Modeling competitive and cooperative behavior as a continual adaptation mechanism is one of the most important and challenging goals of human–robot interaction (Crossman et al., 2018). The tasks that social robots are expected to perform in the near future demand not only effective perception of social cues but also the understanding of intentions and contextual interactions, along with humanlike decision-making. In particular, the development of cognitive architectures to deal with social interactions has become of great interest in recent years (Franklin et al., 2013; Sandini et al., 2018; Gorbunov et al., 2019; Tanevska et al., 2020). Social interactions are highly complex and to allow fluent and natural cooperation with humans, artificial agents must take into consideration the continual and dynamic aspects of human social behavior. Providing the proper response, which sometimes needs to be what the partner expects and sometimes needs to be novel and interesting, is one of the most important measures to achieve a natural engagement with an artificial agent (Hirokawa et al., 2018).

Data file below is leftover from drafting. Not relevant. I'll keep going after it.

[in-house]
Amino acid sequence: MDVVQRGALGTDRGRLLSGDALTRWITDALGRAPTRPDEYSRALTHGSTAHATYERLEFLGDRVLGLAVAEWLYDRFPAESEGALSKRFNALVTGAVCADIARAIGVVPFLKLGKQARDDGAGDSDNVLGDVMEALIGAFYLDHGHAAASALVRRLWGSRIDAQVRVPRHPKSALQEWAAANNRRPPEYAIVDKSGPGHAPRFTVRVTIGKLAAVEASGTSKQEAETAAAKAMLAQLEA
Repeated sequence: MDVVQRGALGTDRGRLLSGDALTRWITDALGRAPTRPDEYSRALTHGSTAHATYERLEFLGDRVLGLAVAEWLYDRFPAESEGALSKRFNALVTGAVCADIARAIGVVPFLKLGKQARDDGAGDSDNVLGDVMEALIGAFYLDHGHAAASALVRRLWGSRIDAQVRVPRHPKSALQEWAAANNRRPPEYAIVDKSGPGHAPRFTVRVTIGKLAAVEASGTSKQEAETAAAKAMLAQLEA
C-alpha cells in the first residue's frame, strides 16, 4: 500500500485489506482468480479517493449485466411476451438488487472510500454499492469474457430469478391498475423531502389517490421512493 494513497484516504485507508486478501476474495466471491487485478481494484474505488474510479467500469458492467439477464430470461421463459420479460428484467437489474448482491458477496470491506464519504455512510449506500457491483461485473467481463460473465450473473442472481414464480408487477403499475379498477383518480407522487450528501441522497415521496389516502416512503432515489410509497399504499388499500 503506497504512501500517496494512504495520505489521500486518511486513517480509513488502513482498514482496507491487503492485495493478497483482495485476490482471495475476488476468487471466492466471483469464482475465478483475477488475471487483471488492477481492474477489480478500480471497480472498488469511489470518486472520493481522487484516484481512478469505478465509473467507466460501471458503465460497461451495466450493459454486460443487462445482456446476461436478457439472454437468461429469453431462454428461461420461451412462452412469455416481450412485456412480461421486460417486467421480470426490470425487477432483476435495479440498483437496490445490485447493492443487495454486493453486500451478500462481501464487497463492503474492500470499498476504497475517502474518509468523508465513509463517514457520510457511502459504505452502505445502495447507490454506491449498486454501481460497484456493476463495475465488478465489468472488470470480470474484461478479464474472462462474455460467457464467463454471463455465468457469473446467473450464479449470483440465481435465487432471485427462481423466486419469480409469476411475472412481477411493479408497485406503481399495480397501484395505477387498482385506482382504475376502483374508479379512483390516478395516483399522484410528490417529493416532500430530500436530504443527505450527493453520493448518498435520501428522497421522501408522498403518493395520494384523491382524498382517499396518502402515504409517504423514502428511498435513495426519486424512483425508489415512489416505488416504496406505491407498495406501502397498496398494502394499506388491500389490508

A common problem, however, arises when developing social agent behaviors that resemble the richness of human interaction and decision-making. To design, evaluate, and validate such systems in a lifelong learning scenario is an expensive task, even in closed-loop scenarios, since many examples from different persons behaving in different manners and situations are needed. This usually makes such scenarios not reproducible or challenging to evaluate in long-term performance. Due to this limitation, most of the current solutions for social cognitive architectures in robots are based on interaction strategies focused on one-time simple decision-making (Van de Perre et al., 2018) or rely upon simple decision trees for generating somehow expected behaviors based on a single-task observation space (Tuyen et al., 2018).